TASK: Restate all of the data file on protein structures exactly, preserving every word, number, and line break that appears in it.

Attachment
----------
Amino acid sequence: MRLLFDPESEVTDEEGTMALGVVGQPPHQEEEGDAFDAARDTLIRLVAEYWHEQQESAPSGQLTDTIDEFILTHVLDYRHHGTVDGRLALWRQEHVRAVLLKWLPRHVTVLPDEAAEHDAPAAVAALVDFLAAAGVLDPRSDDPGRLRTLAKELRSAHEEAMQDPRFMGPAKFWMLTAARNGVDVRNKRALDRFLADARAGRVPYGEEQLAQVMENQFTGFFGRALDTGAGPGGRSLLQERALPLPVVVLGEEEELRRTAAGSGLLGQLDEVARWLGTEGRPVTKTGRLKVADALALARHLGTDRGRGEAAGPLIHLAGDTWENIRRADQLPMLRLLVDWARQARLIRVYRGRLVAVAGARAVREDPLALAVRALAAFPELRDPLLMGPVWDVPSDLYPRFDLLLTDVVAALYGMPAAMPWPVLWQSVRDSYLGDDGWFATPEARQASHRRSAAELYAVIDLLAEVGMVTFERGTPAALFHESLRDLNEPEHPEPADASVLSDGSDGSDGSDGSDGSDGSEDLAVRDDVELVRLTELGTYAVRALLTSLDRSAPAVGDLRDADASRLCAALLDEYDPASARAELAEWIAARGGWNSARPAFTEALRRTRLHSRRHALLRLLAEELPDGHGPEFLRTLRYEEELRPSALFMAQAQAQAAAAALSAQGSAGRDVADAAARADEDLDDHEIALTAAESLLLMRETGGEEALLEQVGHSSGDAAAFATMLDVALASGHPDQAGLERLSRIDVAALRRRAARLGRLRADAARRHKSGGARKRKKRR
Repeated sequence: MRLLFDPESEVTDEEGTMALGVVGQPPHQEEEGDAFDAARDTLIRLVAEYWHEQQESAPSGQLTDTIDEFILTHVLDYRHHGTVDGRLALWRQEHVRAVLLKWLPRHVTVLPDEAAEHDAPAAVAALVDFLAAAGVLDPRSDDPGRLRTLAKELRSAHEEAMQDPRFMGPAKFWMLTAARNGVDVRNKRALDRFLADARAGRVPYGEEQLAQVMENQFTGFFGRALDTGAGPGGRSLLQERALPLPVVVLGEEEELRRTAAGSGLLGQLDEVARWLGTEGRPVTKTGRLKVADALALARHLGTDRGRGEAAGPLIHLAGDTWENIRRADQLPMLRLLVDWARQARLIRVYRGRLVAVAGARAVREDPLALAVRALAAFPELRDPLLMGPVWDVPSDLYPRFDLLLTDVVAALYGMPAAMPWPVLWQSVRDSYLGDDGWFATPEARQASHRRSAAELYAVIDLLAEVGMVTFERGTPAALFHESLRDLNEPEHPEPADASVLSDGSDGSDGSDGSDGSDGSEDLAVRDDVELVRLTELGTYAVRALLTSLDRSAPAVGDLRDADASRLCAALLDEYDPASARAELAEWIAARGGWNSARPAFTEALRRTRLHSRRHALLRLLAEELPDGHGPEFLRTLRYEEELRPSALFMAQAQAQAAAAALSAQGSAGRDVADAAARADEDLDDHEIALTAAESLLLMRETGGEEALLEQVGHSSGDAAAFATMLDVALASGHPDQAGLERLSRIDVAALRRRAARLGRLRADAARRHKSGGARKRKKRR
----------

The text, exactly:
Amino acid sequence: MRLLFDPESEVTDEEGTMALGVVGQPPHQEEEGDAFDAARDTLIRLVAEYWHEQQESAPSGQLTDTIDEFILTHVLDYRHHGTVDGRLALWRQEHVRAVLLKWLPRHVTVLPDEAAEHDAPAAVAALVDFLAAAGVLDPRSDDPGRLRTLAKELRSAHEEAMQDPRFMGPAKFWMLTAARNGVDVRNKRALDRFLADARAGRVPYGEEQLAQVMENQFTGFFGRALDTGAGPGGRSLLQERALPLPVVVLGEEEELRRTAAGSGLLGQLDEVARWLGTEGRPVTKTGRLKVADALALARHLGTDRGRGEAAGPLIHLAGDTWENIRRADQLPMLRLLVDWARQARLIRVYRGRLVAVAGARAVREDPLALAVRALAAFPELRDPLLMGPVWDVPSDLYPRFDLLLTDVVAALYGMPAAMPWPVLWQSVRDSYLGDDGWFATPEARQASHRRSAAELYAVIDLLAEVGMVTFERGTPAALFHESLRDLNEPEHPEPADASVLSDGSDGSDGSDGSDGSDGSEDLAVRDDVELVRLTELGTYAVRALLTSLDRSAPAVGDLRDADASRLCAALLDEYDPASARAELAEWIAARGGWNSARPAFTEALRRTRLHSRRHALLRLLAEELPDGHGPEFLRTLRYEEELRPSALFMAQAQAQAAAAALSAQGSAGRDVADAAARADEDLDDHEIALTAAESLLLMRETGGEEALLEQVGHSSGDAAAFATMLDVALASGHPDQAGLERLSRIDVAALRRRAARLGRLRADAARRHKSGGARKRKKRR
Repeated sequence: MRLLFDPESEVTDEEGTMALGVVGQPPHQEEEGDAFDAARDTLIRLVAEYWHEQQESAPSGQLTDTIDEFILTHVLDYRHHGTVDGRLALWRQEHVRAVLLKWLPRHVTVLPDEAAEHDAPAAVAALVDFLAAAGVLDPRSDDPGRLRTLAKELRSAHEEAMQDPRFMGPAKFWMLTAARNGVDVRNKRALDRFLADARAGRVPYGEEQLAQVMENQFTGFFGRALDTGAGPGGRSLLQERALPLPVVVLGEEEELRRTAAGSGLLGQLDEVARWLGTEGRPVTKTGRLKVADALALARHLGTDRGRGEAAGPLIHLAGDTWENIRRADQLPMLRLLVDWARQARLIRVYRGRLVAVAGARAVREDPLALAVRALAAFPELRDPLLMGPVWDVPSDLYPRFDLLLTDVVAALYGMPAAMPWPVLWQSVRDSYLGDDGWFATPEARQASHRRSAAELYAVIDLLAEVGMVTFERGTPAALFHESLRDLNEPEHPEPADASVLSDGSDGSDGSDGSDGSDGSEDLAVRDDVELVRLTELGTYAVRALLTSLDRSAPAVGDLRDADASRLCAALLDEYDPASARAELAEWIAARGGWNSARPAFTEALRRTRLHSRRHALLRLLAEELPDGHGPEFLRTLRYEEELRPSALFMAQAQAQAAAAALSAQGSAGRDVADAAARADEDLDDHEIALTAAESLLLMRETGGEEALLEQVGHSSGDAAAFATMLDVALASGHPDQAGLERLSRIDVAALRRRAARLGRLRADAARRHKSGGARKRKKRR